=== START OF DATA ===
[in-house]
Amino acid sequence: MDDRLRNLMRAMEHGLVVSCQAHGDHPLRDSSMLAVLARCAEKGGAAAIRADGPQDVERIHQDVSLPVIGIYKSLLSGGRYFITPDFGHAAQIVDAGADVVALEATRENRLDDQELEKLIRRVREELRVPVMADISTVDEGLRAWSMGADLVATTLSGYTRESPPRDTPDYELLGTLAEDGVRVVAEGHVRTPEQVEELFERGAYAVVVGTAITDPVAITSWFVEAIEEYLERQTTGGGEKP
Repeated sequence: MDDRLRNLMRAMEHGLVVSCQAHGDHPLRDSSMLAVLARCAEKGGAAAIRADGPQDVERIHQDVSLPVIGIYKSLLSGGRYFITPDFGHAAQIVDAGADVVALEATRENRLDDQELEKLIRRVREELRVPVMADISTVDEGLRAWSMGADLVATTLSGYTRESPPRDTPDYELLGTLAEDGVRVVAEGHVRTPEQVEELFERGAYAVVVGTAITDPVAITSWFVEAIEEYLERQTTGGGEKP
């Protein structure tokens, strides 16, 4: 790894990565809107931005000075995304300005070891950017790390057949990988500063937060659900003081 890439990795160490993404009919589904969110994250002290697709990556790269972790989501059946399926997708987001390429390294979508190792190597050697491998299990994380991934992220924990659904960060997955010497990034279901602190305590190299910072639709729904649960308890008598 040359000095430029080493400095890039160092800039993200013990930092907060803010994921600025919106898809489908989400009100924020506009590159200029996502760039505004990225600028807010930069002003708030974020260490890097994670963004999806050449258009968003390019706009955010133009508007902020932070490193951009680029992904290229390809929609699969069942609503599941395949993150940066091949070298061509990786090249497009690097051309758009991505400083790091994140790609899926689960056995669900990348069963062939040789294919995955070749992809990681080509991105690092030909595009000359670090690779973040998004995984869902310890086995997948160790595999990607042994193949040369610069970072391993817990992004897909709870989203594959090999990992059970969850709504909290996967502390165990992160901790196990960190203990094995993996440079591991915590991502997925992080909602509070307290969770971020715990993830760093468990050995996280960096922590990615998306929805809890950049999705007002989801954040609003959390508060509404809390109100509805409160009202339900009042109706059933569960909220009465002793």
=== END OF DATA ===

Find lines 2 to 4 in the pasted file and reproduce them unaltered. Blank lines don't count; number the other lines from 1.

Amino acid sequence: MDDRLRNLMRAMEHGLVVSCQAHGDHPLRDSSMLAVLARCAEKGGAAAIRADGPQDVERIHQDVSLPVIGIYKSLLSGGRYFITPDFGHAAQIVDAGADVVALEATRENRLDDQELEKLIRRVREELRVPVMADISTVDEGLRAWSMGADLVATTLSGYTRESPPRDTPDYELLGTLAEDGVRVVAEGHVRTPEQVEELFERGAYAVVVGTAITDPVAITSWFVEAIEEYLERQTTGGGEKP
Repeated sequence: MDDRLRNLMRAMEHGLVVSCQAHGDHPLRDSSMLAVLARCAEKGGAAAIRADGPQDVERIHQDVSLPVIGIYKSLLSGGRYFITPDFGHAAQIVDAGADVVALEATRENRLDDQELEKLIRRVREELRVPVMADISTVDEGLRAWSMGADLVATTLSGYTRESPPRDTPDYELLGTLAEDGVRVVAEGHVRTPEQVEELFERGAYAVVVGTAITDPVAITSWFVEAIEEYLERQTTGGGEKP
């Protein structure tokens, strides 16, 4: 790894990565809107931005000075995304300005070891950017790390057949990988500063937060659900003081 890439990795160490993404009919589904969110994250002290697709990556790269972790989501059946399926997708987001390429390294979508190792190597050697491998299990994380991934992220924990659904960060997955010497990034279901602190305590190299910072639709729904649960308890008598 040359000095430029080493400095890039160092800039993200013990930092907060803010994921600025919106898809489908989400009100924020506009590159200029996502760039505004990225600028807010930069002003708030974020260490890097994670963004999806050449258009968003390019706009955010133009508007902020932070490193951009680029992904290229390809929609699969069942609503599941395949993150940066091949070298061509990786090249497009690097051309758009991505400083790091994140790609899926689960056995669900990348069963062939040789294919995955070749992809990681080509991105690092030909595009000359670090690779973040998004995984869902310890086995997948160790595999990607042994193949040369610069970072391993817990992004897909709870989203594959090999990992059970969850709504909290996967502390165990992160901790196990960190203990094995993996440079591991915590991502997925992080909602509070307290969770971020715990993830760093468990050995996280960096922590990615998306929805809890950049999705007002989801954040609003959390508060509404809390109100509805409160009202339900009042109706059933569960909220009465002793």